Tuesday, May 27, 2014
Since Mom died and I've been re-doing the house, I'm really making an effort to rid myself of clutter. It isn't easy. I have cabinets of files I hadn't looked at in years - correspondence from my earliest articles and columns, yellowed newspaper clippings from when I gave a talk here or there or received an award, files of (bad) query letters typed on an old Selectric typewriter, rejection letters (many), copies of magazines in which my essays appeared (and the follow ups if there were letters to the editor about them).
I'm an inveterate memorabilia collector. Some files contain concert stubs (two Farm Aids along with many others), guitar picks, Mother's Day cards, obituary notices, plane tickets, hotel and restaurant receipts and a Congressional Menu. I have plaques of all kinds and keys to two cities.
I have years of journals....intensely personal and (now it seems to me) often self-pitying. I was a poor young mother married to an alcoholic. I don't want to read about those experiences again and I don't want anyone else to read about them either. Now I want to tell that girl - "get off your butt and do something about it."
None of this stuff means anything to anyone but me. As I go through it, my first inclination is to trash it all but in the end, I simply can't do it. I cut it down to about half but I'll leave the rest to my son. Maybe if I become a famous author, some college will want my papers! (Not my alma mater because I don't have an alma mater.)
I found a a large file of rough drafts from my earliest days of trying to become a writer. I attempted everything - science fiction, romance, children's books, Young Adult, mystery. A couple of them I still think had some possibilities but mostly, they were pretty bad. I even found a manuscript in which I tried my hand at pornography. (I remember an instructor at one of the writing conferences I attended saying it was easy to sell and paid well and evidently, that convinced me.) Oh, my God! I have learned about subtlety since I wrote the Zodiac Club!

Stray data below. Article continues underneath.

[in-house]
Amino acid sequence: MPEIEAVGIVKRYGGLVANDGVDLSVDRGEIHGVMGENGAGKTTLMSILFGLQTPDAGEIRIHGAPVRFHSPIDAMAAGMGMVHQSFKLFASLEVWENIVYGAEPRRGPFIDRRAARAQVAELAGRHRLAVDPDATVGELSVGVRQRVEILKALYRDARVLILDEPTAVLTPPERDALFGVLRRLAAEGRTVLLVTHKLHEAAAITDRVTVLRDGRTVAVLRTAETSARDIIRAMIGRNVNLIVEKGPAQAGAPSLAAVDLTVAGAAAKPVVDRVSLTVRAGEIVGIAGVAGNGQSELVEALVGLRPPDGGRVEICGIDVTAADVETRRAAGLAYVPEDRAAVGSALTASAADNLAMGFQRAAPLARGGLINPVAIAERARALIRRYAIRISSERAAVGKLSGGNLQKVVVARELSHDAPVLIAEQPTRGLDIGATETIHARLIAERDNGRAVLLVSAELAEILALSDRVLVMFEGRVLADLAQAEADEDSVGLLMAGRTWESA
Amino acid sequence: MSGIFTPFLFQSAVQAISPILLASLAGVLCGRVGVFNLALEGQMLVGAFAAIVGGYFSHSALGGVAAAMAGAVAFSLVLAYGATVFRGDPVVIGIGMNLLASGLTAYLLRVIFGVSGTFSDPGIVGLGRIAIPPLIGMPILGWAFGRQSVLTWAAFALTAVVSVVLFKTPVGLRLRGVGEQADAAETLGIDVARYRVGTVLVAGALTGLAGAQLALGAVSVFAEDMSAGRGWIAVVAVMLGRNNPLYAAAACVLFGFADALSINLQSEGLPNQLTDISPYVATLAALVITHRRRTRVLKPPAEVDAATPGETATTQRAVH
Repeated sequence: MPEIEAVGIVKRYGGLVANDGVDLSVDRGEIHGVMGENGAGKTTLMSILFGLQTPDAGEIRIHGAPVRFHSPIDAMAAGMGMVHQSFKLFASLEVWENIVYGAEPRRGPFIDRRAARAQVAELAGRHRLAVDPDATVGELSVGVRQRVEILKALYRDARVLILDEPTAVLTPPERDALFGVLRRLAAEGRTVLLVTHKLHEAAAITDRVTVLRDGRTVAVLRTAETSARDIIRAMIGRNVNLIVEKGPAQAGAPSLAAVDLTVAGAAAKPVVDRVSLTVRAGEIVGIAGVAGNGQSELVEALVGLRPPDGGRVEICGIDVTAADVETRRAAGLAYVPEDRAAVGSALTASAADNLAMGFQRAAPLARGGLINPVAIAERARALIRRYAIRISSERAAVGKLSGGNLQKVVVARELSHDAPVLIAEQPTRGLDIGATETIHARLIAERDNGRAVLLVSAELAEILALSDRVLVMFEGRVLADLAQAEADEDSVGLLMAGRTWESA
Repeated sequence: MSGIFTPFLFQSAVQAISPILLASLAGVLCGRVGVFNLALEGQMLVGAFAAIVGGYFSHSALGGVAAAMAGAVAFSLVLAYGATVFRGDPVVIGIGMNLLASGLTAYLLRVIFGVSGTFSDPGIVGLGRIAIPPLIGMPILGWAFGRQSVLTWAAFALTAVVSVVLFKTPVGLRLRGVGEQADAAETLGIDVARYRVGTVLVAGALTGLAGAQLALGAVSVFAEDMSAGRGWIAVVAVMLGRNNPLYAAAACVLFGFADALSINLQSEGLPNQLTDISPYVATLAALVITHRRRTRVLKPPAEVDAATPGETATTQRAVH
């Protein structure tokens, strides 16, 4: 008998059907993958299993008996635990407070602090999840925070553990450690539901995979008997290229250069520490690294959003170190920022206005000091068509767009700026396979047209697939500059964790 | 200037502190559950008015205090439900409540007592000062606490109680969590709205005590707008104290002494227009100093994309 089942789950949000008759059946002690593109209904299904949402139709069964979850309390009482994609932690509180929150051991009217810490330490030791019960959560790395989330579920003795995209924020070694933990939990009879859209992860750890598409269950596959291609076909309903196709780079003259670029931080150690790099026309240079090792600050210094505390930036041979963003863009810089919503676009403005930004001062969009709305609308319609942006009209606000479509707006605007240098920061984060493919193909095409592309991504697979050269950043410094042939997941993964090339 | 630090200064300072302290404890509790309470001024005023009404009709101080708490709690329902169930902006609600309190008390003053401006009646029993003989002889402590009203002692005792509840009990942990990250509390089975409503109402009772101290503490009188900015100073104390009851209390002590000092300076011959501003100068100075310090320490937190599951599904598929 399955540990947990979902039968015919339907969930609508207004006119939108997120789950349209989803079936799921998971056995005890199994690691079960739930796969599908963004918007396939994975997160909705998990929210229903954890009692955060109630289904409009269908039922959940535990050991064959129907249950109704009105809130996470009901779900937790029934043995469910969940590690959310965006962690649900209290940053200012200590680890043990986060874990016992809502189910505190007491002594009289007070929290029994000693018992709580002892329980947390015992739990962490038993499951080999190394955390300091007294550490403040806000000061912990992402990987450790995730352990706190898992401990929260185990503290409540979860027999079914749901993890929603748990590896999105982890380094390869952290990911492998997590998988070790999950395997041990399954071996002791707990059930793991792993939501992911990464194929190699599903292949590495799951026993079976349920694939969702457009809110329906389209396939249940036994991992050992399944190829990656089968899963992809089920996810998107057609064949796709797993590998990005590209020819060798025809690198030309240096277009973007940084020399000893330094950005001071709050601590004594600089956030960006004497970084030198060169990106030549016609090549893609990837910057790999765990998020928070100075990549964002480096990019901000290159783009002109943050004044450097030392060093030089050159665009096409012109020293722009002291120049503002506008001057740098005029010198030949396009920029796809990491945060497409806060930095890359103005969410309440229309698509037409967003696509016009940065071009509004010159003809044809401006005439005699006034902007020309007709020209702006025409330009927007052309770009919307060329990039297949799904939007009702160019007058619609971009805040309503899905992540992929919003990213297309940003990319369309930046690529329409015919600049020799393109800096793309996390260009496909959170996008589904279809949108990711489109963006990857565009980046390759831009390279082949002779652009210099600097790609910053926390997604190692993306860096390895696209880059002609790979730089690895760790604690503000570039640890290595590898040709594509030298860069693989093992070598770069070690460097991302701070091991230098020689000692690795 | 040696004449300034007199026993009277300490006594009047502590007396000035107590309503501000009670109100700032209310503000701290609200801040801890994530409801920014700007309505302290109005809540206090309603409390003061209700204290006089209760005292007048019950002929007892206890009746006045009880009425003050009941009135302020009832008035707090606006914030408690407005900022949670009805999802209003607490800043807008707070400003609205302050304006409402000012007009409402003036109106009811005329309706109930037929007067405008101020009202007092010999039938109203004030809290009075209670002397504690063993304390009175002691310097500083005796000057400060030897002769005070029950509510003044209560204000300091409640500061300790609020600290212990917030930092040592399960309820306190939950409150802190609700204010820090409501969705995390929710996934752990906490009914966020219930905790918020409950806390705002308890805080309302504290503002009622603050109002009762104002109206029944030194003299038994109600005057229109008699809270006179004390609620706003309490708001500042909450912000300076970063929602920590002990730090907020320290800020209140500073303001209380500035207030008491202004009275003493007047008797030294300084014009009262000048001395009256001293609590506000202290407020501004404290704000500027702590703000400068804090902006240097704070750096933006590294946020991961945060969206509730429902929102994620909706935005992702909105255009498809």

I can see myself in these files, struggling to find a voice of my own. I recognize the styles of those I admired in many of them (imitation being the sincerest form of flattery). My first success was as a nature writer. I still love describing lambs and trees and brooks and dragonflies but I'm really not always that sweet. I felt more at home when I found politics and social commentary. I like to take a contrary stance and rile people up, to poke them and prod them to react. I get as much of a kick from a letter of rage as one of approval.
As a novelist, I'm the same way. My books are edgy and graphic and my heroes are not always heroes. People love them or hate them. That's fine. Give me strong emotion either way.
It has been fun to take a trip back in time to see a young writer's journey to the present. As for the future, well, I'm 67 but I'm still working on it.
Tuesday, May 06, 2014